It's all in your paperwork. If they put down a deposit against an agreed upon timeline, you need to have a clause in your contract that stipulates "this rate and estimate is current at the time of the quote and subject to change.", along with other stipulations as you see fit in running your business.
As for the current client, if you have documentation of all of your communications over the last year, I would compile those into a list, and send them a certified letter with the list stating they have until _X_ date to start the remainder of their project, or their estimate is void, you will move on and require a new commitment/contract if they want to pursue the project later.
Legally, you're in the clear to pocket the deposit since you've rendered billable services, assuming that you're up to date on your taxes for the time worked. If they had paid you for the remainder of the project though it would be a different hassle.
Uncommitted clients are some of the worst to deal with. Good luck with these ones!
thanks Mike, thats good solid advice.
Uncommited clients are a real threat to my business, hopefully this will help others but I generally wont visit a client or get involved until they have emailed me a "reasonable" specification of requirements.
This action teases out a reasonable commitment.
You can't really "handle" this. I had many of these. They simply left you just like they left us. This is exactly we require a payment up front, because we put time into analysis and writing specs and a proposal. If they don't pay for it, who will?
I actually have a client who's been "processing" the payment for the project for month. I know, they will pay, whenever the money gets pushed through the corporate pipe, but we're not developing for them in the meantime.
So, move on, work for other people. There are a lot of people out there who want work and are willing to pay for it.
-Talk about staff time and committment upfront. Get someone designated to be your contact person for development.
-For slammed clients, consider a third party "Project Manager." This person can take the weight off their staff and be the "bully" pressing them to meet timelines.
-Get buy in from the boss. If staff aren't fullfilling, he/she can crack the whip.
-More aggressive terms. Get a bigger deposit that covers more discovery so you can start developing, not just spec things out. Stipulate anticipated monthly billing (and start billing it). Bill enough to actually deliver something they can view and respond to.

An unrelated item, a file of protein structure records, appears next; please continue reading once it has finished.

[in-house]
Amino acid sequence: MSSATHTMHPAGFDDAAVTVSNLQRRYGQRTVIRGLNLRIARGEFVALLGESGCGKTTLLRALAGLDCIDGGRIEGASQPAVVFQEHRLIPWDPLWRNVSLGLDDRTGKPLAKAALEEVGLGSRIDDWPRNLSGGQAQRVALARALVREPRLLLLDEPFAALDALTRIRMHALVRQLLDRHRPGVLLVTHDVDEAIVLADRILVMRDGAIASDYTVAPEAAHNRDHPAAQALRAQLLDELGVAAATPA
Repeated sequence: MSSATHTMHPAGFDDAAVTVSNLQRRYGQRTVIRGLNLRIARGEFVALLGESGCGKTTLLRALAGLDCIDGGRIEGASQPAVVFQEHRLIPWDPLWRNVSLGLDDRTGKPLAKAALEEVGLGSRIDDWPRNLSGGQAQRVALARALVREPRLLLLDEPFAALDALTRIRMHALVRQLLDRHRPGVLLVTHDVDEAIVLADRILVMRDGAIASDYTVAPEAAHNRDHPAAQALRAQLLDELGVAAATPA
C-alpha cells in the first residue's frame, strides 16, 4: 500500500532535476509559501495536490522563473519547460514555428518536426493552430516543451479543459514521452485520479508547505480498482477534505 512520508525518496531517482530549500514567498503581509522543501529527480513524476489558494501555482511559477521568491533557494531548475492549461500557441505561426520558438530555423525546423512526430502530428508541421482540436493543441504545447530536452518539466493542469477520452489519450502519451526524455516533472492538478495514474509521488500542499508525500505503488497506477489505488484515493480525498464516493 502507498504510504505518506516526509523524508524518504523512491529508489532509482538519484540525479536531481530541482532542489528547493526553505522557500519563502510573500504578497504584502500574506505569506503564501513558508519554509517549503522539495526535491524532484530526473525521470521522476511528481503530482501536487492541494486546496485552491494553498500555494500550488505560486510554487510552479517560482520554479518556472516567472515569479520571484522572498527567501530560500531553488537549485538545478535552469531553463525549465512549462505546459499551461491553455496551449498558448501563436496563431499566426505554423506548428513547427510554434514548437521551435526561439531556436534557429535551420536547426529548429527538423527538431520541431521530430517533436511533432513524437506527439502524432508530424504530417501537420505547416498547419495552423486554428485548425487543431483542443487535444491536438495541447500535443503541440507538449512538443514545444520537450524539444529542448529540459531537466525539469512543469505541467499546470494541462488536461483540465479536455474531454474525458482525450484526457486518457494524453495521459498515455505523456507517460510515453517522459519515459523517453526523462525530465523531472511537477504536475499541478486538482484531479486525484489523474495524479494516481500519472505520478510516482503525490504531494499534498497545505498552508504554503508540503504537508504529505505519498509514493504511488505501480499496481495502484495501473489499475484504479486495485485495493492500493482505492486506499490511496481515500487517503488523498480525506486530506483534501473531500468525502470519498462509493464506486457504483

-Stop specing things out and consider an Agile/RAD development approach. This can move projects faster and get better client buyin.
These clients obviously aren't committed to the projects. They just wanted to pay you enough to find out what it would cost.
I agree with Mike, Agnes and Bob on this one. Being an internal Project Manager in addition to wearing many other hats, I've seen first hand the challenges that uncommitted clients can cause.
Either they have 'tested' the waters and paid you just enough to get what they'd consider an inexpensive outline and quote in order to 'shop' for these services elsewhere, or they're just not understanding the value of what you're offering. Depending on the size of the project, it may be worth it for you to make an attempt to communicate as high on the command ladder as possible to remind them what agreement they entered in to and to advise them of all the value they continue to lose as they don't complete the process. Once you do this, like Agnes says, move on and bill elsewhere. Unfortunately, some clients will be very committed until it's time to be committed.
Like Mike and Bob, have very specific terms and deadlines for your clients to make payment, have meetings, review progress, etc. Make sure that you can have a deliverable, even if a small one, within the initial deposit so they can implement the segment and start seeing the pay off. Moving forward, try and determine what specific pain points cost them and work this into your agreement so they can be clear that feature xxx will prevent xxx from happening saving the company an estimated xxxx, just as an example.
We are religious about requiring a SPOC (single point of contact) from day one. The project doesn't start until a SPOC has been appointed and prepped and we continue to work with this person through the entire project and long after. This will help aleviate some of the issues you're having now as you've already qualified this person to be your eyes, ears and mouth within the organization.
Bob nailed it with recommending Agile / Scrum methodologies, use short sprints and committ your client (hopefully a SPOC) to meeting with you on a regularly scheduled basis so you both can ensure progress.
If all else fails and you're left with a speced out project and a deposit, and you've completed your end of the deal based on the documentation agreed upon by the client, there's nothing else you can do but pocket the money for what you've built and move along until they come back to finish what they started. When it's time to renew their licenses / maintenance, you'll have an ideal opportunity to negotiate a restart of their project and based on your previous dealings with them, you may decide you'd like pre-payment for all development and consulting rendered.
Business Development Director